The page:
The world is a crazy place right now so, we decided try and make sense of at leat one puzzle: Islamic/Arab/Desi advertising in the U.S. Naturally, we contacted Michael Hastings-Black who runs Desedo Films with director Raafi Rivero. The firm specializes in new media and minority markets.
After the jump, Hastings-Black goes through who is doing right, wrong and what your agency should be on the look out for.
1. What are the assumptions that advertising agencies need to wipe away when considering advertising directly to the Arab/Middle Eastern/Muslim demographic in America?
“Well, the first thing to wipe away is the idea of one demo. The mass-media identity conflation of religion and ethnicity has fostered that idea, and while there is cultural cross-pollination, there is no blanket strategy. Same way within the Latino market, you don’t advertise to the Mexican-American demo using cultural cues from Puerto Rico.
Agencies/brands avoid (overtly) engaging religion as a sales strategy, but that given the deft nature of new media, this could be rethought. And while religion may be the point of entry for the strategy, to not forget that it is one aspect of a person.”
2. Considering the legendary Dunkin Donuts incident with Rachel Ray, do you believe that it is worth the risk for brands to market to this demographic?
Totally worth it. American-Muslims have $170B of spending power and a higher-than-average household income, it’s a just a matter of time before smart brands test these waters. I’m curious to see if those who invest along the lines of Sharia (Islamic principles) better weather the recession. Having more disposable income in these times could accelerate this process.
While Michelle Malkin and her minions may make this ‘risky’, at the end of the day, money talks. Witness the courtship of the Gay/Lesbian consumer. I think it might follow a similar pattern until Islamaphobia subsides.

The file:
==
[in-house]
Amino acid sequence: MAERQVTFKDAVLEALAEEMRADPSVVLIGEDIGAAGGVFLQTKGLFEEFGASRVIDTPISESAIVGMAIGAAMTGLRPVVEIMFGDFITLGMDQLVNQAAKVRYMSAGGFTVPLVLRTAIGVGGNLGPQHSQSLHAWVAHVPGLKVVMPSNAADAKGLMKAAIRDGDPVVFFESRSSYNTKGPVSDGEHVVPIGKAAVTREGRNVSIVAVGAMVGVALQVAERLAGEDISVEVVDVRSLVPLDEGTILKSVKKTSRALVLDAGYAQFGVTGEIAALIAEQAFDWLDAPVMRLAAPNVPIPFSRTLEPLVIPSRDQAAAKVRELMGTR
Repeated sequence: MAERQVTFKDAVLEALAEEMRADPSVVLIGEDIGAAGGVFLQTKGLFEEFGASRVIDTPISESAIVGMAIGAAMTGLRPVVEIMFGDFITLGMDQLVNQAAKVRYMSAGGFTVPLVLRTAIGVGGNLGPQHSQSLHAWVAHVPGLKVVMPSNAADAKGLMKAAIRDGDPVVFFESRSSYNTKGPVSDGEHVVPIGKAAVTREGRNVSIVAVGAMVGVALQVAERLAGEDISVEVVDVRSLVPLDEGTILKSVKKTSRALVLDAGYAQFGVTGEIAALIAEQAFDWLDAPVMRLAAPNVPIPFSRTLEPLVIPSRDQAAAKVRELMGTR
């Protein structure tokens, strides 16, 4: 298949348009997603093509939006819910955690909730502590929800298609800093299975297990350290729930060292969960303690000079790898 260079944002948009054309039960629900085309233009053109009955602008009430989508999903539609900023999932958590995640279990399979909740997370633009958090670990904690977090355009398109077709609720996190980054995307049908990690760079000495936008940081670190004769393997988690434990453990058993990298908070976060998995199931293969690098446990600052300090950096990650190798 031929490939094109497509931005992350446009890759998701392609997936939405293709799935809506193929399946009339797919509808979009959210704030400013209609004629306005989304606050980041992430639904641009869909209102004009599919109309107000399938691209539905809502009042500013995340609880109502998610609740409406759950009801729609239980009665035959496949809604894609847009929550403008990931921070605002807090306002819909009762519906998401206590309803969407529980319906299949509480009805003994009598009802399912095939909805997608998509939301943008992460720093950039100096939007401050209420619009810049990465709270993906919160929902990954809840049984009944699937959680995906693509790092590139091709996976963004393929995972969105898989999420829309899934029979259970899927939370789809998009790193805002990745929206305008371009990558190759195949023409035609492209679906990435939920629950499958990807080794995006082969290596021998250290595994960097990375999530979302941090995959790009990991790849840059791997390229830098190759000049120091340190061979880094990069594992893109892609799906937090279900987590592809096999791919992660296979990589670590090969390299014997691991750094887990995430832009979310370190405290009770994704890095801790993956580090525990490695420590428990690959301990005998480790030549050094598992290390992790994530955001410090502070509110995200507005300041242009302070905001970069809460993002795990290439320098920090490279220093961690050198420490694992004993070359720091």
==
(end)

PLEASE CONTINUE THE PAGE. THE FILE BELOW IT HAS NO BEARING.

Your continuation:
3. Wal-Mart has opened a store in Dearborn designed specifically for the Muslim and Middle-Eastern consumer. Why do you think it is that Wal-Mart was unafraid to capitalize on and market directly to this market?
I think that Wal-Mart is so entrenched in American consumption, esp red states, that it can afford to ‘take a risk’ . Dunkin Donuts may cave under pressure, but a Wal-Mart boycott would be nigh impossible. Ikea is another big box that’s reaching out to American-Muslims in Dearborn, MI.
4. What brand do you think has best reached out to the this marketplace in America?
In America, look to what brands are doing in Dearborn, MI to see overtures. But beyond that microcosm, there ain’t much. A lot could be done within new media, given the ease of targeting ad buys, so i think we might start seeing it there, We know many blogs that would be the right place to start. What will be worth watching is how the space of secular/sacred or religious/cultural aspects of Islam are handled.
Just read a great case study about Sunsilk shampoo in Indonesia. Mastercard in the UK. Starbucks did special frappucinos for Ramadan in the Middle East. Whomever opens the first ad agency that caters to this demo could see quite the windfall. And at Desedo we’ve got a really cute animated series in development, if any brands want in…
5. What is one of the worst?
6. In your research paper, you cite one person as saying: “part of the problem is that it is difficult for ad execs to create an advertising profile for Muslims as a whole, because [they] come from many diverse backgrounds and believe many different things.” Question: isn’t that true for Asians and Blacks living in America? Why do you think the ad industry still does not have a grasp on identifying and marketing to various ethnic identities?
“Wow, there are many answers to that question, here is one thought:
Outside of humor, advertising is a generally risk-adverse platform. So if you’re attempting to ‘reach’ a demo via broadcast, it’s a massive investment and agencies/brands play it safe. So the same tropes get trotted out. Blacks get ‘soul’, Latinos gets ‘family’, Asians get ‘sedulous’, etc…
While agencies may intuitively understand that a black guy can love both Jay-Z and Modest Mouse, you’re not (yet) gonna see that multiplicity reflected in traditional advertising. Luckily, the authorship space of new media and rise of transmedia planning is slowly changing this…”